More than 2 million gallons of sewage flowed into Bush River in the Edgewood area of Harford County during and following last week's torrential rainstorm, Aberdeen Proving Ground and Harford County officials said.
The largest of the releases involved about 1.8 million gallons of "partially-treated" sewage that entered King's Creek and Bush River from a U.S. Army wastewater treatment plant on the Edgewood Area of Aberdeen Proving Ground last Wednesday.
About 300,000 gallons of untreated sewage diluted with stormwater overflowed from Harford County's Bill Bass pumping station during an 11-hour period between 3 p.m. last Wednesday and 2 a.m. Thursday, according to a Harford County government spokesperson. The pumping station is on the Bush River shore at the end of Kennard Avenue in Edgewood.
APG – Edgewood overflow
According to a statement from the Army, the overflow from the APG treatment plant occurred after the plant's "primary tanks" overflowed, as the Aberdeen Proving Ground area received 5.6 inches of rain in 24 hours.
The overflow got past the secondary clarifier tanks of the plant, according to the statement. Secondary clarifiers are typically used to separate sewage sludge from the treated wastewater.
The plant has the capacity to treat 3 million gallons per day.
Workers applied lime to treat the APG spill and posted signs barring people from fishing, crabbing, catching shellfish or swimming in the creek and river "until further notice," according to the Army statement.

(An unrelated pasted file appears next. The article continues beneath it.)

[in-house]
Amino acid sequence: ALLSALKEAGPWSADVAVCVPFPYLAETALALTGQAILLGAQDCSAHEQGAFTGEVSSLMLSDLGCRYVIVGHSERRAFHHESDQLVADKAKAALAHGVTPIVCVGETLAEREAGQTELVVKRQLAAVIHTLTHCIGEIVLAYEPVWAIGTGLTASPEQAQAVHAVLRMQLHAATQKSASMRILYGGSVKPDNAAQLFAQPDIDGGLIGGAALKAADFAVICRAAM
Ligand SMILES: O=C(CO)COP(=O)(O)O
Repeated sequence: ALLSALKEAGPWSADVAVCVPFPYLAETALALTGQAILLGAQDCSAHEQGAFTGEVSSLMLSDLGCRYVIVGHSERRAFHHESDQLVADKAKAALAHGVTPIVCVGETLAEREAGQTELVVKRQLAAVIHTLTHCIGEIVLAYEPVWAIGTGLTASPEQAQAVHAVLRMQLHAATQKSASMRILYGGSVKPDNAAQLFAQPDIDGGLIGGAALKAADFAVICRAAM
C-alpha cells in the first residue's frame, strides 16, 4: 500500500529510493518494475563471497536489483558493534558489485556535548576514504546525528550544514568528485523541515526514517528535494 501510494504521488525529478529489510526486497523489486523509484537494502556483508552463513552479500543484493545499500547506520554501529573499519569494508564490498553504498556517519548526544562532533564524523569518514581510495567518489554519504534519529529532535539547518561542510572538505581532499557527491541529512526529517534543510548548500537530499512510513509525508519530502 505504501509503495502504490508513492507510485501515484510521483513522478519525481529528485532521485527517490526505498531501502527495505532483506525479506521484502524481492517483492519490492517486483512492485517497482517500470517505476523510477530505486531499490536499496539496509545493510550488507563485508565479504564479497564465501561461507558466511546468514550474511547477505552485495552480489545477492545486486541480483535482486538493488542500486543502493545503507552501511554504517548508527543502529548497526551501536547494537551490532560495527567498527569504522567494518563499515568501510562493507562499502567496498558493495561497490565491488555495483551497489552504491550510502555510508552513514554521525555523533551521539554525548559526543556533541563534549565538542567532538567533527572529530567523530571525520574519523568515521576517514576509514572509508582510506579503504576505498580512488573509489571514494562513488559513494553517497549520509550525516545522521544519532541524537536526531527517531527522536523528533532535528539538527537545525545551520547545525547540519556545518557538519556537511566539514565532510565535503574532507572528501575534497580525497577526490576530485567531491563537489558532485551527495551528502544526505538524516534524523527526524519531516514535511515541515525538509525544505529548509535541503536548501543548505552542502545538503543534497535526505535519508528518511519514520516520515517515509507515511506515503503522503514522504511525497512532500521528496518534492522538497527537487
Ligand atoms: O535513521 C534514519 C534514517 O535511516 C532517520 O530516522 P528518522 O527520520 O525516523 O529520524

"We continue to monitor the area, continue to take samples and continue to test the area," APG spokesman Kelly Luster said.
Luster said via e-mail Monday that water samples have been sent for analysis, and the results should be available later this week. Officials expect the majority of the spill will be made up of rainwater, but they are waiting for lab results.
He also noted no fish kills had been reported "at this point."
The Harford County Health Department is "satisfied" APG officials have met their obligations for reporting and assessing the spill, plus making the proper notifications and placing the proper public signage, health department spokesman William Wiseman said Friday.
"The event has occurred and in resolving itself in the normal course of events, will eventually dissipate," Wiseman wrote in an email. "Given the volume of rainfall, there was considerable dilution of spillage."
Rainfall amounts reported for Harford County from the night of Tuesday, April 29, through early Thursday morning, May 1, ranged from 5 to 9 inches.
Wiseman also stated that "there is no evidence of which HCHD is aware" regarding harmful impacts to fish or other forms of aquatic life in the river.
The overflow from the Bill Bass Pumping Station was a result of "the overwhelming flow that was caused by the infiltration and inflow of stormwater into the sanitary sewer system," Harford County government spokeswoman Sherrie Johnson said late Friday afternoon.
"During the storm, the flow to the station was more than four times the normal peak flow," Johnson continued, adding: "The water that overflowed was highly diluted with rainwater."
Johnson also said about 200 gallons of sewage was released from a smaller pumping station on East Baker Avenue in the Long Bar Harbor area of Abingdon, also along Bush River, between 5 and 8:30 p.m. last Wednesday.
"Like Bill Bass, this station [Baker Avenue] was severely affected by excessive amounts of stormwater, and the peak flow was about 13 times the normal rate of flow of 30,000 gallons per day," she wrote.
Both spills were reported to the Maryland Department of the Environment and the Harford County Health Department, according to Johnson, who said warning signs have been posted advising the public of the overflow and to avoid contact with the water in the immediate vicinity of both facilities.
The signs will be in place for approximately 30 days, she said.